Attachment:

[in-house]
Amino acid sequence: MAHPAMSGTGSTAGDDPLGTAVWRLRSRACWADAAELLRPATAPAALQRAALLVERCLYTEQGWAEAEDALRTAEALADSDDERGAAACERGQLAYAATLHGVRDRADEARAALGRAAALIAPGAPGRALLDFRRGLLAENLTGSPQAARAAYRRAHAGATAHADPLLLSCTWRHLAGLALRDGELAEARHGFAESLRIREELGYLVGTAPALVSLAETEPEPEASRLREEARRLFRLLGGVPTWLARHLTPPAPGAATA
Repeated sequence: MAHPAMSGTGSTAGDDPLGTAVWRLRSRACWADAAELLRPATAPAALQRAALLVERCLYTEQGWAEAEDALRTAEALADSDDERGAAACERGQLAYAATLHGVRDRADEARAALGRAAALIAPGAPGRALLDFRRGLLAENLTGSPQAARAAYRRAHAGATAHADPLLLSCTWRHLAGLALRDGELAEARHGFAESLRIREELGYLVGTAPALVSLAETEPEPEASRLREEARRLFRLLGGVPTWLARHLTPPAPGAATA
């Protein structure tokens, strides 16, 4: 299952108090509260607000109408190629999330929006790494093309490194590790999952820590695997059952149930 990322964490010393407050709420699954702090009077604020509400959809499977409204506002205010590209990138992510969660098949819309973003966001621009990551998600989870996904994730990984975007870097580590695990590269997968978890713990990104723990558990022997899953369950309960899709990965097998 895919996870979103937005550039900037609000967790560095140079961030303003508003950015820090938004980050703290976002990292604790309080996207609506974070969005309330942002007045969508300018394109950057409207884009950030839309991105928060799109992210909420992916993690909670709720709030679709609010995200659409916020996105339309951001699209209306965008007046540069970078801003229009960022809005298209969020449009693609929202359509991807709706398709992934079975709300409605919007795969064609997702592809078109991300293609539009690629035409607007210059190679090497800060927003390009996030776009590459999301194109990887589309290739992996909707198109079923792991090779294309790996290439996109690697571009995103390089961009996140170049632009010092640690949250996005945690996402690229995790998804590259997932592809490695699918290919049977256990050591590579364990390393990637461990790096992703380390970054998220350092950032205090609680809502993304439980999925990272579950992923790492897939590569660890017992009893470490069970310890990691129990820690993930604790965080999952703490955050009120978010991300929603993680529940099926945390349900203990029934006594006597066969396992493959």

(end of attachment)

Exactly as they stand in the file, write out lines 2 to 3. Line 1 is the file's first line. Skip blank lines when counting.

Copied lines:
Amino acid sequence: MAHPAMSGTGSTAGDDPLGTAVWRLRSRACWADAAELLRPATAPAALQRAALLVERCLYTEQGWAEAEDALRTAEALADSDDERGAAACERGQLAYAATLHGVRDRADEARAALGRAAALIAPGAPGRALLDFRRGLLAENLTGSPQAARAAYRRAHAGATAHADPLLLSCTWRHLAGLALRDGELAEARHGFAESLRIREELGYLVGTAPALVSLAETEPEPEASRLREEARRLFRLLGGVPTWLARHLTPPAPGAATA
Repeated sequence: MAHPAMSGTGSTAGDDPLGTAVWRLRSRACWADAAELLRPATAPAALQRAALLVERCLYTEQGWAEAEDALRTAEALADSDDERGAAACERGQLAYAATLHGVRDRADEARAALGRAAALIAPGAPGRALLDFRRGLLAENLTGSPQAARAAYRRAHAGATAHADPLLLSCTWRHLAGLALRDGELAEARHGFAESLRIREELGYLVGTAPALVSLAETEPEPEASRLREEARRLFRLLGGVPTWLARHLTPPAPGAATA